By Rachel Steinberg, PA
Once again a women’s football team led by a Dutch head coach is poised to make history. This time, however, they are Irish.
Sarina Wiegman and her English Lionesses may have conquered Europe this summer, but the Girls in Green’s ambitions are more globally focused now that they find themselves just one game away from sealing a trip to their first World Cup.
It is all still sinking in for defender Niamh Fahey, whose side’s success in finishing second in their group earned them a bye into the second round of October’s UEFA qualification play-offs.
𝐂𝐎𝐍𝐅𝐈𝐑𝐌𝐄𝐃 | @FIFAWWC Qualifying Play-Off
🏴 or 🇦🇹 vs 🇮🇪
📆 Tuesday, October 11
— FAIreland ⚽️🇮🇪 (@FAIreland) September 9, 2022
“It’s hugely exciting,” she told the PA news agency. “It’s been a brilliant campaign for us. I think we’ve done extremely well throughout to get the results that we have and put us in this position.
“One game away from a World Cup. It’s kind of surreal at times, because you always think, to put yourself in this position a couple of months ago, a year ago, thinking that’s a really difficult task.
“But now we’re actually here, we’ve got to almost the end of the line. It’s a big moment. I can’t wait.”
Despite their performance in qualifying, Fahey and her Ireland team-mates could be seen as potential underdogs on October 11, when they will face the winner of Scotland versus Austria in a bid to book their tickets to Australia and New Zealand next year.
— FAI Women (@FAIWomen) August 31, 2022
Ireland are ranked world number 26, while the Austrians and Scots sit in 20th and 23rd places respectively. In either scenario, the Girls in Green will be the visitors.
Switzerland and Iceland await opponents in the other round-two clashes, with the top two play-off winners based on group stage and play-off results immediately sealing a World Cup berth, and the third advancing to an inter-confederation play-off in February.
Killannin-born Fahey, the youngest of eight, was born into a family of athletes. Brother Gary captained Galway to the 2001 Gaelic football title, sharing the trophy with brother Richie. Fahey herself played the sport, winning the Ladies’ Football All-Ireland in 2004.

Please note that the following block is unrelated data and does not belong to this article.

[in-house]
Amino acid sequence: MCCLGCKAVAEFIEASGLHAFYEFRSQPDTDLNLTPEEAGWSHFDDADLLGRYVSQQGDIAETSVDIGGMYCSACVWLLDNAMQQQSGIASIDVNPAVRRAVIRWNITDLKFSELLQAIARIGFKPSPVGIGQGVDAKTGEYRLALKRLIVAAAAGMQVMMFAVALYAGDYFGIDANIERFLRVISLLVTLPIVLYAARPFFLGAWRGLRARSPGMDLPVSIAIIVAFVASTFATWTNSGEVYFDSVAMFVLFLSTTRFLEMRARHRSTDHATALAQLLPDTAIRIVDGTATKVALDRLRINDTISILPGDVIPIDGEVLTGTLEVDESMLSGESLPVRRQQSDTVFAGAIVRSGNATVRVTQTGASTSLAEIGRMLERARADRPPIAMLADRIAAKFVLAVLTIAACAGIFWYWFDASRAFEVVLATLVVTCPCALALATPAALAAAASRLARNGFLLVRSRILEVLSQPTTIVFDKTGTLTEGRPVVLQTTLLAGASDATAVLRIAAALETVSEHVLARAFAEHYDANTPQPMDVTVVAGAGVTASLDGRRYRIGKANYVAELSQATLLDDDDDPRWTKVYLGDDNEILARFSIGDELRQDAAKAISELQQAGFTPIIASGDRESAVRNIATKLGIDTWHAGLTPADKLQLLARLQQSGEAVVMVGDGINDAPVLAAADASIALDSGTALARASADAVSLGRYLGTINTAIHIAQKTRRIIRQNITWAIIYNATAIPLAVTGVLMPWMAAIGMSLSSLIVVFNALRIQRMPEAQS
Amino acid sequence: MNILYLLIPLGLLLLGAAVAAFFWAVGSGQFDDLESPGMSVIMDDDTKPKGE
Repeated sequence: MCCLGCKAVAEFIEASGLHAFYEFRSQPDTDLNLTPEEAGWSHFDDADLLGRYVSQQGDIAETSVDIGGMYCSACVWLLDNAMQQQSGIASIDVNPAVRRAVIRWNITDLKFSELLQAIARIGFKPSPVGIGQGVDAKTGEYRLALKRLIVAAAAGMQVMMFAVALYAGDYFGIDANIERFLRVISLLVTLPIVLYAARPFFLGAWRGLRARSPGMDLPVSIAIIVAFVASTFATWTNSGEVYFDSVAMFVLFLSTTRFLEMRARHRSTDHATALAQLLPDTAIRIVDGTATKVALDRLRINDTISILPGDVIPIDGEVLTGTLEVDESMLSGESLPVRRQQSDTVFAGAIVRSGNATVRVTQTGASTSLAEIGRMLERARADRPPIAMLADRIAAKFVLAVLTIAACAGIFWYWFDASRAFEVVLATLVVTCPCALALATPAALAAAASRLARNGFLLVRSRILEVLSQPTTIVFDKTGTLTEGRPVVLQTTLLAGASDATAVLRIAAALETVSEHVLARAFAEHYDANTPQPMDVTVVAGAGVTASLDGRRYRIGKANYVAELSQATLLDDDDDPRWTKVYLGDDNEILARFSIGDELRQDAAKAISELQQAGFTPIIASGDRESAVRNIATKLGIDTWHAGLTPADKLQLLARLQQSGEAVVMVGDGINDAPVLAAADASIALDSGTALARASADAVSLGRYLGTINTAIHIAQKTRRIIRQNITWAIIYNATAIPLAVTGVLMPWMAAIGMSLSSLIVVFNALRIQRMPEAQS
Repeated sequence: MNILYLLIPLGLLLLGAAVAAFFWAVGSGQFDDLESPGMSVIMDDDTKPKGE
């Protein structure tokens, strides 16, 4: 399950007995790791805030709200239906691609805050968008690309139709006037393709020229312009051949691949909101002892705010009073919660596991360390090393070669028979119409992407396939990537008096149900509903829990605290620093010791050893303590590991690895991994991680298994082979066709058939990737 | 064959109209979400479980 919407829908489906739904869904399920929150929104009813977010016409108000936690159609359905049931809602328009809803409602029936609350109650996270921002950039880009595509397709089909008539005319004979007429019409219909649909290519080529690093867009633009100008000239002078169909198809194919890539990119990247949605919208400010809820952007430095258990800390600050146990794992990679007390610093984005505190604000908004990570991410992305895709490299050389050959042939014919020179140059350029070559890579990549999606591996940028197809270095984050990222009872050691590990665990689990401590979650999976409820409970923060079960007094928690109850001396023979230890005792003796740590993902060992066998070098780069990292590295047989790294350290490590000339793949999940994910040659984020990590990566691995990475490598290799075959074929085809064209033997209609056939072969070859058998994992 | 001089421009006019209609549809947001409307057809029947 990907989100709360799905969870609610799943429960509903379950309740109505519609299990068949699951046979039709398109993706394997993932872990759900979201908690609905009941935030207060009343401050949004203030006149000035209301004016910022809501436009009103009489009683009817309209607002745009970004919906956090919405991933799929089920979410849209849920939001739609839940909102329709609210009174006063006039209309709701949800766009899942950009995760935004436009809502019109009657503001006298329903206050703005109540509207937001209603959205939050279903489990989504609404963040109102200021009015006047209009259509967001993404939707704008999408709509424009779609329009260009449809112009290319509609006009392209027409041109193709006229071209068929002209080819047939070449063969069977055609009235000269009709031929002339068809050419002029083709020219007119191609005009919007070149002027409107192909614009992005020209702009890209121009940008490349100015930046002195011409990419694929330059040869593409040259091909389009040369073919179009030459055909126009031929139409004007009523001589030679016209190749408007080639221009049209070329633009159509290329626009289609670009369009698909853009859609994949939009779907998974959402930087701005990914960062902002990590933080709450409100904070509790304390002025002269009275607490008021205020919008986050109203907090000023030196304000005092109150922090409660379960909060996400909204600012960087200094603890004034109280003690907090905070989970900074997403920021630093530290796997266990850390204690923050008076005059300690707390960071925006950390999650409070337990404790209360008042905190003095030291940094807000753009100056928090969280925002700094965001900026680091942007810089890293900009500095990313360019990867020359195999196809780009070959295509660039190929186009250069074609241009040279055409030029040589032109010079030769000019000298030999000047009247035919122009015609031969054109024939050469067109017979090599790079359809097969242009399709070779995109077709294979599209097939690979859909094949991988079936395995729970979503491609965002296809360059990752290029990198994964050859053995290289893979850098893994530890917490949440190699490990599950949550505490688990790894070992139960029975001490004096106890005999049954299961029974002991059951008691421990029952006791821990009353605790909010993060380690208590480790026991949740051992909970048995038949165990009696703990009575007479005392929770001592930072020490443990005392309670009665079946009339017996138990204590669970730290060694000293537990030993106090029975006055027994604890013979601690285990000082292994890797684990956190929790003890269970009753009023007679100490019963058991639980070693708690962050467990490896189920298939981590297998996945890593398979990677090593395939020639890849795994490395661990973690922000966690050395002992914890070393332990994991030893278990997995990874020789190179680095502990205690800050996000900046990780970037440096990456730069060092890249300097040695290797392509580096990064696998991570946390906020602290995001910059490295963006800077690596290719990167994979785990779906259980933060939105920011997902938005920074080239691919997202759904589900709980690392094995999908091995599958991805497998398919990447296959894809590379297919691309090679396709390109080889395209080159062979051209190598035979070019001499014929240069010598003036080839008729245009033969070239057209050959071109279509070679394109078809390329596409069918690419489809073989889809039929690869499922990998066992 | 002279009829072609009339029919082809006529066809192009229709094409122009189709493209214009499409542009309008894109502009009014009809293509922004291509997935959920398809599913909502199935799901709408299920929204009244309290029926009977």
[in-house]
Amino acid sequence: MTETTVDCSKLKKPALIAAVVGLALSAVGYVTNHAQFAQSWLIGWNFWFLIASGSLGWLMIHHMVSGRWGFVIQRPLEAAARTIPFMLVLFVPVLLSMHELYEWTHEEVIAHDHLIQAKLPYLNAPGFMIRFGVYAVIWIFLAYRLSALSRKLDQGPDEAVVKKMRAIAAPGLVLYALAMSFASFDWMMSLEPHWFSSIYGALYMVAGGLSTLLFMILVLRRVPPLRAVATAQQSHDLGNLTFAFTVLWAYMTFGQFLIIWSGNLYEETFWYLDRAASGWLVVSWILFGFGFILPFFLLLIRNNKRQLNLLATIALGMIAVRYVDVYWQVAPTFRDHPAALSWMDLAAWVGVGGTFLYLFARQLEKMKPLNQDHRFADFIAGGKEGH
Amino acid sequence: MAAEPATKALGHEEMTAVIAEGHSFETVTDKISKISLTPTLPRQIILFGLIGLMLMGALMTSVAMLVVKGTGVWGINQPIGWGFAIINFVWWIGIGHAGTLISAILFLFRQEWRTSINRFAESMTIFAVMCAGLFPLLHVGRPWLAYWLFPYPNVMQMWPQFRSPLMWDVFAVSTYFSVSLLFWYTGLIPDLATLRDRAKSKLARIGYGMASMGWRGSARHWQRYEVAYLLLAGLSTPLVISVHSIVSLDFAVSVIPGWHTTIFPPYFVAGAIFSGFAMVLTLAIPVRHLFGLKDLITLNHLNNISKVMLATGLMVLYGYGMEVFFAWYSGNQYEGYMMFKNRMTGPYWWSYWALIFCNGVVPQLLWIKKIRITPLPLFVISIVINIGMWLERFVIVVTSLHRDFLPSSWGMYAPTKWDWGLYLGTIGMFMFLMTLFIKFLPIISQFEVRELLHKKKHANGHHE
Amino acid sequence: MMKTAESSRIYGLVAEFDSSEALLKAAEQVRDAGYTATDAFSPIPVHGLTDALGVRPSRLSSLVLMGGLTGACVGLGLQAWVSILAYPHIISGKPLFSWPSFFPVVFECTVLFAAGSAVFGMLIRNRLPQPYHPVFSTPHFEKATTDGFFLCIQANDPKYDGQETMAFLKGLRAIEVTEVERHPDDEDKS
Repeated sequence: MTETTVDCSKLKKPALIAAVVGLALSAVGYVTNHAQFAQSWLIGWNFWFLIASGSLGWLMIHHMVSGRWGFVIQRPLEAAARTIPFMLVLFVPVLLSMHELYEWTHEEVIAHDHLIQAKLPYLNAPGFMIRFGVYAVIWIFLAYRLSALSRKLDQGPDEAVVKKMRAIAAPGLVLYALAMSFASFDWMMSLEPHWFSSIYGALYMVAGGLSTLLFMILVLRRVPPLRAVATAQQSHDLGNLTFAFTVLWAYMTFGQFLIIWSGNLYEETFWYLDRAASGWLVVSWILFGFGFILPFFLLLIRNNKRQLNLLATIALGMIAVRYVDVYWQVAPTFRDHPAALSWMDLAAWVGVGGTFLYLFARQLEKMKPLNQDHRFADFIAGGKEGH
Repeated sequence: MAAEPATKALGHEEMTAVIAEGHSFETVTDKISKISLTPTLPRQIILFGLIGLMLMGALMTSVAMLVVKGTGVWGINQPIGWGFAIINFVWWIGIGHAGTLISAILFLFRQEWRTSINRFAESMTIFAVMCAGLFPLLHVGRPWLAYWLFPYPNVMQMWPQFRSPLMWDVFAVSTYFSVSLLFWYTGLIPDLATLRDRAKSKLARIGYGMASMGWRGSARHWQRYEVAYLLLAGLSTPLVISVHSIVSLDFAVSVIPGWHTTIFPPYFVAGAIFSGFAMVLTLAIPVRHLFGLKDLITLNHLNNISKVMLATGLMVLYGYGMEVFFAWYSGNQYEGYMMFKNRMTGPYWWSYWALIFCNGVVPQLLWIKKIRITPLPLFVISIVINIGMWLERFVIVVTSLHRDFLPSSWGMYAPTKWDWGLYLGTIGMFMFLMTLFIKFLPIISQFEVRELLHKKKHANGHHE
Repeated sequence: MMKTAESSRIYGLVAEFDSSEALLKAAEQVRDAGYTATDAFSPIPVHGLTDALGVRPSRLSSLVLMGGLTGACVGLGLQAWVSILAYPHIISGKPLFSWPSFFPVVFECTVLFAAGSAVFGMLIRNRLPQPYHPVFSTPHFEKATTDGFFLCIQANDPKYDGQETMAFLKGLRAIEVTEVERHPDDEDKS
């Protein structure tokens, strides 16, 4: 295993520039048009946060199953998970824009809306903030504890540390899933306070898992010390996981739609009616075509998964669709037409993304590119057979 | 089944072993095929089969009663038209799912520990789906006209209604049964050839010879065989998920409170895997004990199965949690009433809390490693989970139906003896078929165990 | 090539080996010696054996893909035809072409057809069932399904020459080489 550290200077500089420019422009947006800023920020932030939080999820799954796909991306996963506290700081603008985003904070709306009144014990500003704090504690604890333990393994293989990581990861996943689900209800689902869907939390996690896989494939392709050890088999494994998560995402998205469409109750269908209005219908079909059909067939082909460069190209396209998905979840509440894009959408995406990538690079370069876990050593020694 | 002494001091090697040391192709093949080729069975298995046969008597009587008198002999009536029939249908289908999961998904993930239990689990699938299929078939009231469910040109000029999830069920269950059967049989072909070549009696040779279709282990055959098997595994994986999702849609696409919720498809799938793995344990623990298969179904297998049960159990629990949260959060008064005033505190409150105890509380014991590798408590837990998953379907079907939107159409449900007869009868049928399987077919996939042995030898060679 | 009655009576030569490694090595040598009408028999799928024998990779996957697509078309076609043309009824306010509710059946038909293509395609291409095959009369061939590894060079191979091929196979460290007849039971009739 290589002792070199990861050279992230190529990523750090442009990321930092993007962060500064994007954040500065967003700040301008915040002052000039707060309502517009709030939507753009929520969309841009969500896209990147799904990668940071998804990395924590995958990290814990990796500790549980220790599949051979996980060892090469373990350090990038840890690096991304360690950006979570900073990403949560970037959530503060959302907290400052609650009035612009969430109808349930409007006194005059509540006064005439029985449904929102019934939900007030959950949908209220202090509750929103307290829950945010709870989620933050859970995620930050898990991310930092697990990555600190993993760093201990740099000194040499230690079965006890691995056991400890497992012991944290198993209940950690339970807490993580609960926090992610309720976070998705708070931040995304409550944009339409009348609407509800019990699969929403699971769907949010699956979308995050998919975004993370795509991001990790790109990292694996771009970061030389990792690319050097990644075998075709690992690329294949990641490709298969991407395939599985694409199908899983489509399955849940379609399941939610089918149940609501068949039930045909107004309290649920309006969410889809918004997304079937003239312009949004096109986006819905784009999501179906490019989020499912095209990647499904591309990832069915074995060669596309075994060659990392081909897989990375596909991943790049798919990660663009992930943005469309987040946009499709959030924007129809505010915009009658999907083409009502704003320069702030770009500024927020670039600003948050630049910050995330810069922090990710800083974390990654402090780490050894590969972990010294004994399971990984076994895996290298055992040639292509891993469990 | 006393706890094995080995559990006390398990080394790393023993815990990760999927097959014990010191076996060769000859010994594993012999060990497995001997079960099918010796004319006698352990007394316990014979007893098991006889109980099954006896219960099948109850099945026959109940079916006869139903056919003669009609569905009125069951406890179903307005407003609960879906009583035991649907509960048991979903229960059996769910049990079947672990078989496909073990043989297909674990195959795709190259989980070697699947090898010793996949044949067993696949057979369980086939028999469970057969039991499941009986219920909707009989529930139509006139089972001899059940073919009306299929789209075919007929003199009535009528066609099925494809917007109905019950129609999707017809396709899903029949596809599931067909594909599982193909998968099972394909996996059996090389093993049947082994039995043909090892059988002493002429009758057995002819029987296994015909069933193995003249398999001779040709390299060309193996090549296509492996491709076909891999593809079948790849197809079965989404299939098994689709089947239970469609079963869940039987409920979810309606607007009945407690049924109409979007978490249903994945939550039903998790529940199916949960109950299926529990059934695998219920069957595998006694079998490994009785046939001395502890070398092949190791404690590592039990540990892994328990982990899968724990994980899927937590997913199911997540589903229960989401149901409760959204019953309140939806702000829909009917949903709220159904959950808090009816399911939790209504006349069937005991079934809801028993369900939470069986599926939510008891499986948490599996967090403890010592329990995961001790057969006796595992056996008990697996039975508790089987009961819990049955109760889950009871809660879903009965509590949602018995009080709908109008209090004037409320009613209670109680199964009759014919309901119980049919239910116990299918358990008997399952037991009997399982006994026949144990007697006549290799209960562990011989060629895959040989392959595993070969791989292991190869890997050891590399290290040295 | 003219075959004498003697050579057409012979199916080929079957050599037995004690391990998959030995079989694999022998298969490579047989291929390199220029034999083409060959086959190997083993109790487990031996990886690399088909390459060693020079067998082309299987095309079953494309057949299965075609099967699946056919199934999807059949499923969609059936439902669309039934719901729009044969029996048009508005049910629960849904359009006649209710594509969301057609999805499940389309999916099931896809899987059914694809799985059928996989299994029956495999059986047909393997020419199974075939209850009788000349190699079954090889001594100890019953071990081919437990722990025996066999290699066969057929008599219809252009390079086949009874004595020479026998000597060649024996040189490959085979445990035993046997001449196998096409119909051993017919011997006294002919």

But the now-Liverpool captain, who has earned 104 caps for Ireland, saw in association football something the GAA could not offer.
“Putting on [a Republic of Ireland] shirt is everything, really,” she said. “It’s the reason I started playing football. It’s why I chose soccer over Gaelic football when I was a young girl in Ireland, that chance to pull on the Irish shirt and test myself against other nationalities and the best in the world.
“I’m extremely proud every time I get to pull it on. I don’t take it for granted. I know it’s a massive source of pride for my family as well, so getting that opportunity is huge for me.”
Like the Lionesses, the Girls in Green have a Dutch boss at the helm. Vera Pauw might not yet be as instantly recognisable as England head coach Wiegman, but Fahey holds her in equally high esteem.
She said: “Sarina has [won the Euros] twice now, and obviously Vera was at the Netherlands before that and has done huge work to elevate the women’s game there. The Dutch have huge pedigree in football.”
Still, Fahey has never asked her own boss about Wiegman, despite the two head coaches having crossed career paths.
Fahey started her English top-flight career with Arsenal in 2008, winning two titles with the Gunners and one with Chelsea after the Women’s Super League (WSL) was launched in 2011.
She joined Liverpool in 2018, seeing the Reds through relegation disappointment at the end of the 2019-20 season and their journey back to the top flight after a dominant Championship campaign last term.
Liverpool will, after the Queen’s death postponed the first week of WSL action, now host title holders Chelsea in their Sunday season opener, the beginning of a campaign Fahey is determined will end in something beyond mere survival.
Asked what the skipper will say to her team-mates on Sunday, including Ireland’s Leanne Kiernan and Megan Campbell, Fahey added: “[We have] to have belief.
“We have a really good squad, a really good team. There’s no reason why we can’t compete with anyone on our day.”